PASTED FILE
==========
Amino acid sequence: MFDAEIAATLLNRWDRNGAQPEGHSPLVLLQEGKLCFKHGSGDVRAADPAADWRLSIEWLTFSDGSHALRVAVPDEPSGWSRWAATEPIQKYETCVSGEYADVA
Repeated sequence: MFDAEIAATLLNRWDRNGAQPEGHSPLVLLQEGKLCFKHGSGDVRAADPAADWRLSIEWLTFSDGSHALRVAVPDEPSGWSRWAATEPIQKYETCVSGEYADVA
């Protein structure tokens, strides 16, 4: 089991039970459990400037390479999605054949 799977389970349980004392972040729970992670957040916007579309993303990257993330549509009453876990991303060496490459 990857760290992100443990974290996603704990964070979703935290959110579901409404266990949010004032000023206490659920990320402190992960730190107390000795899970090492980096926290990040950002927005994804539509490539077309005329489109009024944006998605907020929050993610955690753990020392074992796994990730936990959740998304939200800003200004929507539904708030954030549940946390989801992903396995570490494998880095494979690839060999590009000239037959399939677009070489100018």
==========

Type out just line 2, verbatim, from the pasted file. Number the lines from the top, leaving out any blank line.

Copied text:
Repeated sequence: MFDAEIAATLLNRWDRNGAQPEGHSPLVLLQEGKLCFKHGSGDVRAADPAADWRLSIEWLTFSDGSHALRVAVPDEPSGWSRWAATEPIQKYETCVSGEYADVA